They subsequently enter the reservist programme until age 60.  

Sir Richard, the Deputy Supreme Allied Commander Europe from 2011 to 2014, said earlier this year: ‘I think now… is the time to start thinking the unthinkable and really having to think quite carefully about conscription if we are to deliver the numbers needed.’

War games and enhanced security cooperation 

Perhaps the most overt display of Europe’s renewed focus on improving its military readiness comes in the form of NATO’s stunning war games. 

Steadfast Defender 2024, a suite of training exercises running from January to June, is among the largest military drills ever conceived by the security bloc since the Cold War. 

Before its end, the mammoth undertaking will have witnessed the involvement of 90,000 troops from all 32 members of the alliance in a host of different missions including live fire exercises, strategic and logistical game-planning, and the deployment of cross-continental forces from the High North above the Arctic Circle to Central and Eastern Europe.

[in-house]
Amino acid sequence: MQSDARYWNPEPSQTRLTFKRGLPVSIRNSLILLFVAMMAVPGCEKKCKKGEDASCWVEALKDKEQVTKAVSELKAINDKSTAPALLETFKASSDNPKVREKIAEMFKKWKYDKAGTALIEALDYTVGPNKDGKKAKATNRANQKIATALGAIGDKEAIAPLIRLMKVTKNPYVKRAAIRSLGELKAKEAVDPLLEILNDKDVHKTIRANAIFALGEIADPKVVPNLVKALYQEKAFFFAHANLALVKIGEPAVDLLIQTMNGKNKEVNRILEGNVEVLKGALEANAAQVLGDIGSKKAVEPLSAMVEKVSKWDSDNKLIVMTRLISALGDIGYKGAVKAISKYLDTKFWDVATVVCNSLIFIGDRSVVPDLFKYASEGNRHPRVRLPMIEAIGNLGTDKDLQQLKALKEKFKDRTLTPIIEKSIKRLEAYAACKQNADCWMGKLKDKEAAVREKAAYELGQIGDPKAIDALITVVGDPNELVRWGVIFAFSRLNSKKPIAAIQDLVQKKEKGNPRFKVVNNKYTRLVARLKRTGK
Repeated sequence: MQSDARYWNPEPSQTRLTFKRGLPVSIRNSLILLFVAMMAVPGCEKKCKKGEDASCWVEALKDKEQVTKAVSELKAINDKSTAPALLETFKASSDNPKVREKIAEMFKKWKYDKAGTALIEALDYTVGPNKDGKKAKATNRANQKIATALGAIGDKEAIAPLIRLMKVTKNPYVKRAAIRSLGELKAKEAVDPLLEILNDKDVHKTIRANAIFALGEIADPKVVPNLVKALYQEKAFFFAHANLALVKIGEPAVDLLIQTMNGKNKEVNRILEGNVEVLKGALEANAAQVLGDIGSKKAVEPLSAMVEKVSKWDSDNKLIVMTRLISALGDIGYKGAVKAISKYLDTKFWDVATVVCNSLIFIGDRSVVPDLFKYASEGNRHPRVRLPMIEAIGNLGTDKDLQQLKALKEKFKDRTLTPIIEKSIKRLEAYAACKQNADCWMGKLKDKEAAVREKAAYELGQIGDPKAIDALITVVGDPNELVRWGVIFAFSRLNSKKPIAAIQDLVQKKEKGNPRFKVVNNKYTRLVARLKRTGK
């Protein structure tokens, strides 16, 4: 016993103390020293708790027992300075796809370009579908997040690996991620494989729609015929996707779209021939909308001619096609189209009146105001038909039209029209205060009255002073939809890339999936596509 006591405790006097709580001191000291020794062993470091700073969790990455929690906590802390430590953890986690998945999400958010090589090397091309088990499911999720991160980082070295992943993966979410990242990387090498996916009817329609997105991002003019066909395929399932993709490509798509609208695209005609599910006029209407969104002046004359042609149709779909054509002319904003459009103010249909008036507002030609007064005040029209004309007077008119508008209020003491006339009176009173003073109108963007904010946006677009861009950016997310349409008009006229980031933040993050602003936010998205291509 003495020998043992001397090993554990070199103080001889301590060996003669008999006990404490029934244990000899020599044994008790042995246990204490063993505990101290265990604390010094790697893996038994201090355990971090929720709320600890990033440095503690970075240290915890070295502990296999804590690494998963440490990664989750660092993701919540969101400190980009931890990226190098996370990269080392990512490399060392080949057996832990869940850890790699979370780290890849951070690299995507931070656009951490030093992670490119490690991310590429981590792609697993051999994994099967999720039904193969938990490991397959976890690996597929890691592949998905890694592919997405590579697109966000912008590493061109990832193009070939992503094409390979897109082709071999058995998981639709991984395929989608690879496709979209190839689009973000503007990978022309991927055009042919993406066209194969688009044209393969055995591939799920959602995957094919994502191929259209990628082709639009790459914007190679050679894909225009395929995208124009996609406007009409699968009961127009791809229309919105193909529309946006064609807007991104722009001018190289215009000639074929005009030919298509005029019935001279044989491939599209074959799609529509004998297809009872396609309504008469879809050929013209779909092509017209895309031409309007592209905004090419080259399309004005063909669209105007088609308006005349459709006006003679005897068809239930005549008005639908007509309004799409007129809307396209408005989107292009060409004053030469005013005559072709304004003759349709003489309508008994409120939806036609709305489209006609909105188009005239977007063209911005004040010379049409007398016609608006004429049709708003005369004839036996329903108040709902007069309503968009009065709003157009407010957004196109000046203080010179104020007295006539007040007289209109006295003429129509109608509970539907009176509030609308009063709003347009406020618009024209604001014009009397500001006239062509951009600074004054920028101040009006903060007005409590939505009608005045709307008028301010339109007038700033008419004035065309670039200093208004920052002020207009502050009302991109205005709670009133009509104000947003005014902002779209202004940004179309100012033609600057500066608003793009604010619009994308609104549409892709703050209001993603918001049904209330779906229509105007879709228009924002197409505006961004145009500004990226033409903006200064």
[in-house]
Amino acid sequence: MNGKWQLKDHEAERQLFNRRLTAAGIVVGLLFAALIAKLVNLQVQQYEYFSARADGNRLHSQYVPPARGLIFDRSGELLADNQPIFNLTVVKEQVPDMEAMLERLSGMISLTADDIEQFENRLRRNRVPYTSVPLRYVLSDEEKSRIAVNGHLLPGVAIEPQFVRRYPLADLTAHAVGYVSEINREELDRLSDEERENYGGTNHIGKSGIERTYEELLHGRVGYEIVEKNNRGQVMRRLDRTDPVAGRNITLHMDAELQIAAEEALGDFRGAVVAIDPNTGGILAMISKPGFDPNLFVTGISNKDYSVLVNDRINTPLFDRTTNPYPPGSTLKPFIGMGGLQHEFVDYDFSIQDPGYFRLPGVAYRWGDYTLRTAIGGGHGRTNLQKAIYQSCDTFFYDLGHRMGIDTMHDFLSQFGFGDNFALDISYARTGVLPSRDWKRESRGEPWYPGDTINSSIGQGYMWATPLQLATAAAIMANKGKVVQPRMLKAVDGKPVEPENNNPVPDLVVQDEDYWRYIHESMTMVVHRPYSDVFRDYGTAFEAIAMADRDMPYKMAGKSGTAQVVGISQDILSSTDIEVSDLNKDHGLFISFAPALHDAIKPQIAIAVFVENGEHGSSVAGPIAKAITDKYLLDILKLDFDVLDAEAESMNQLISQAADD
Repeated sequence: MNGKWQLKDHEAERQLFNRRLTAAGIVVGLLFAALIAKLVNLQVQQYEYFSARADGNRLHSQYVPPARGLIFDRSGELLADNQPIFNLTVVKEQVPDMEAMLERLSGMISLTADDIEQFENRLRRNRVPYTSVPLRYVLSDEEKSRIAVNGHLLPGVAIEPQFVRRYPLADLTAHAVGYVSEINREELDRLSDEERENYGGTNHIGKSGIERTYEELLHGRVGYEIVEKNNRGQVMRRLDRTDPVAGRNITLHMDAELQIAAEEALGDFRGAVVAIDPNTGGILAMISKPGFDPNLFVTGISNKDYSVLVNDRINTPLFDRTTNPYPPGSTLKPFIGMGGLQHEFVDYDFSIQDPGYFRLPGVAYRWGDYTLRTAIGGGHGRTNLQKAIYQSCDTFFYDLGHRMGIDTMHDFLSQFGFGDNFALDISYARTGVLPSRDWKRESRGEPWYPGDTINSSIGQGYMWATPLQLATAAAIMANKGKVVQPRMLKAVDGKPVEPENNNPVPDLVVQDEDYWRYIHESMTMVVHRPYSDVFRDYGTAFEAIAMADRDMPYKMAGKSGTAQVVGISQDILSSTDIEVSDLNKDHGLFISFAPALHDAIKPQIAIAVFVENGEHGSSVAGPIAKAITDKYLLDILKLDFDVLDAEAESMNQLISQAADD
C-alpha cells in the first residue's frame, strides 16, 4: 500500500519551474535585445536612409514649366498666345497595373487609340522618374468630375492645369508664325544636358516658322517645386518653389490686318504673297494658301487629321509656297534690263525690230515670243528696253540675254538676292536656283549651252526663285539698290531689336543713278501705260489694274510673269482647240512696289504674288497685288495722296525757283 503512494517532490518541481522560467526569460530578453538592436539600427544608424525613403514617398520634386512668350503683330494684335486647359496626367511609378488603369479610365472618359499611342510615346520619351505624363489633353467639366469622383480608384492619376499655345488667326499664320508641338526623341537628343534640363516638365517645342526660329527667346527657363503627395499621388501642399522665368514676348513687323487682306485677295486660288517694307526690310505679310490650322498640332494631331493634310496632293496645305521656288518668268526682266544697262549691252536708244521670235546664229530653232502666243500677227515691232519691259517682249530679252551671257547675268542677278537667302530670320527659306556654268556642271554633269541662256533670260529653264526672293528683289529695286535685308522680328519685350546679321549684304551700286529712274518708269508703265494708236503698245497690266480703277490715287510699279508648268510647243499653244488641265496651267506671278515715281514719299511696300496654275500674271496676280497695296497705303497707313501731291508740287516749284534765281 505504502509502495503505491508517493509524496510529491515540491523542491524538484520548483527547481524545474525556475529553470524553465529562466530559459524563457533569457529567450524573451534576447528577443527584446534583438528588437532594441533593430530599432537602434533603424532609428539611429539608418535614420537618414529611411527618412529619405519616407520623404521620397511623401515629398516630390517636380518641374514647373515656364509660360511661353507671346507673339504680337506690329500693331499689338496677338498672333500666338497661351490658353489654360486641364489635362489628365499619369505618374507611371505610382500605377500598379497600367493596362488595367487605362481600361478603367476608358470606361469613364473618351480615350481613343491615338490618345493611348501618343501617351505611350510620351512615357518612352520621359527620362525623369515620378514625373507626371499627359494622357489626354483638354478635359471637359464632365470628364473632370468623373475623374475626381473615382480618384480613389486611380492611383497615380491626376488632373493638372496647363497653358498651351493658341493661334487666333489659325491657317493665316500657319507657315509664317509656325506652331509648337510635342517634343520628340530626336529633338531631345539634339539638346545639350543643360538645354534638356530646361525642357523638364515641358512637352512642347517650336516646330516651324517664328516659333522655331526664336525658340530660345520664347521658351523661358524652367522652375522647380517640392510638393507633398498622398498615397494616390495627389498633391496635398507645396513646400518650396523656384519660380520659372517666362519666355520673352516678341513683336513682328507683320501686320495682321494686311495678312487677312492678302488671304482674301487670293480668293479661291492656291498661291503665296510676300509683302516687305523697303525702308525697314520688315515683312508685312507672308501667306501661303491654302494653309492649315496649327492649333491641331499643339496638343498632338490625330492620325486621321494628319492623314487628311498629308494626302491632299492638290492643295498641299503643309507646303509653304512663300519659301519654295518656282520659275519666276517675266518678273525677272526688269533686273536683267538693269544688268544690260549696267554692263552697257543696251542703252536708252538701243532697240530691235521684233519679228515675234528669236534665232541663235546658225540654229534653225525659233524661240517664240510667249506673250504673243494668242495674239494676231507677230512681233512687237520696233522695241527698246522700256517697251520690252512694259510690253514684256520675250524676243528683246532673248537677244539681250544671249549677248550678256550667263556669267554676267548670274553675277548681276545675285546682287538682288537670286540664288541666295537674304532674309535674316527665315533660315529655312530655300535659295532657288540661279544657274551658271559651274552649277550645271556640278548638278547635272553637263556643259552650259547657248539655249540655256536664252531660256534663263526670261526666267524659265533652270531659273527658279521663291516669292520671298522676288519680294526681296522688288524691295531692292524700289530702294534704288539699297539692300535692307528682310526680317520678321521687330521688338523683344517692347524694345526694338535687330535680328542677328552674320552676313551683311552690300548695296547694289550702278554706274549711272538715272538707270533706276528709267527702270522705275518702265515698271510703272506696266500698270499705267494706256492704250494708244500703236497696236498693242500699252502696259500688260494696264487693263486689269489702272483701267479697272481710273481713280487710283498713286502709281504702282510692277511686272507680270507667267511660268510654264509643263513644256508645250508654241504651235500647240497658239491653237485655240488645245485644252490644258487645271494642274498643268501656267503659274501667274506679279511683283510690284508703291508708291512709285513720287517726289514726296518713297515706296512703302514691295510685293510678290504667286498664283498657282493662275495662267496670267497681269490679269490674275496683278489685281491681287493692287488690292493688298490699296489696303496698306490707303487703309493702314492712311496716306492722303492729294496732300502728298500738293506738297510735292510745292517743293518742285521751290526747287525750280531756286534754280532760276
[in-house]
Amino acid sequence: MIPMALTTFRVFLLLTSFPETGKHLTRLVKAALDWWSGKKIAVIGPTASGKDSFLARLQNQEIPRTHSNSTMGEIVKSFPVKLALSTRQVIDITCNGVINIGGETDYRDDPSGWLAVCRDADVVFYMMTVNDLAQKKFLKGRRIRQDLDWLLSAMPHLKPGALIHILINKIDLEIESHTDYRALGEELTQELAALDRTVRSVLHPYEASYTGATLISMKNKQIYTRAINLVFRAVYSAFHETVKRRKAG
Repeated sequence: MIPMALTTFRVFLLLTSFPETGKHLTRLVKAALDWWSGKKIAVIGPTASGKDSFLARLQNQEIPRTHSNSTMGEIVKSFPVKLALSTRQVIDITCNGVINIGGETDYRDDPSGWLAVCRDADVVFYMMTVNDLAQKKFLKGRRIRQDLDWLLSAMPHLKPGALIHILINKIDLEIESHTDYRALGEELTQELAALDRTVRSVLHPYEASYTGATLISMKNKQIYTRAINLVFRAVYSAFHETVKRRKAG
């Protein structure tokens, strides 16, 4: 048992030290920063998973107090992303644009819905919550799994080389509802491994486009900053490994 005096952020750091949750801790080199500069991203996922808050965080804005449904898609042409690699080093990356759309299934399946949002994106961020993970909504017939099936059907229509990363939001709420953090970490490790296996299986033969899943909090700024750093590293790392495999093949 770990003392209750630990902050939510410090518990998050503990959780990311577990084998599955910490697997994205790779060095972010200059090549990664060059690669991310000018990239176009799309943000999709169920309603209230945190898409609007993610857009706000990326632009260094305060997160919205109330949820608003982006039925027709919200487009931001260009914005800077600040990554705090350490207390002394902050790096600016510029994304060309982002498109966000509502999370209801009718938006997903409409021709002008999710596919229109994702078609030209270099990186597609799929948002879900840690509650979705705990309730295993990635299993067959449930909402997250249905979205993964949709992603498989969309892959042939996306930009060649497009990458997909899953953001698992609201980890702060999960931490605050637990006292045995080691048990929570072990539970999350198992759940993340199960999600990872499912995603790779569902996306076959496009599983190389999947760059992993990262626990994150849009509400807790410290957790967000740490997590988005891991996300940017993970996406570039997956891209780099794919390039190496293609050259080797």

The drills are not just reserved for land forces – hundreds of military aircraft and more than 50 naval vessels will also perform drills to gauge and strengthen NATO’s air and maritime capabilities.

An area of renewed focus for military exercises this year is the Arctic, which could soon become a new frontier where world powers clash for strategic superiority, control of new trade routes and access to previously untapped natural resources.

Russia reveres the Arctic as an ‘indisputable priority’ and has committed to building up military and civilian infrastructure in the region. 

But the accession of Finland and Sweden to NATO in recent months means Europe’s Nordic powers are now able to operate more closely than ever before and are helping the US to upgrade its own understanding of the Arctic and approach to polar policy. 

Norway has hosted NATO’s Cold Response winter training exercises since 2006, but this year launched ‘Nordic Response’ – a dramatically enhanced programme that saw 20,000 troops participate in expanded drills on the frozen coasts of the remote Finnmark region some 300 miles north of the Arctic Circle. 

Military exercise with Swedish and foreign military units at Kvarn's training and firing range in Sweden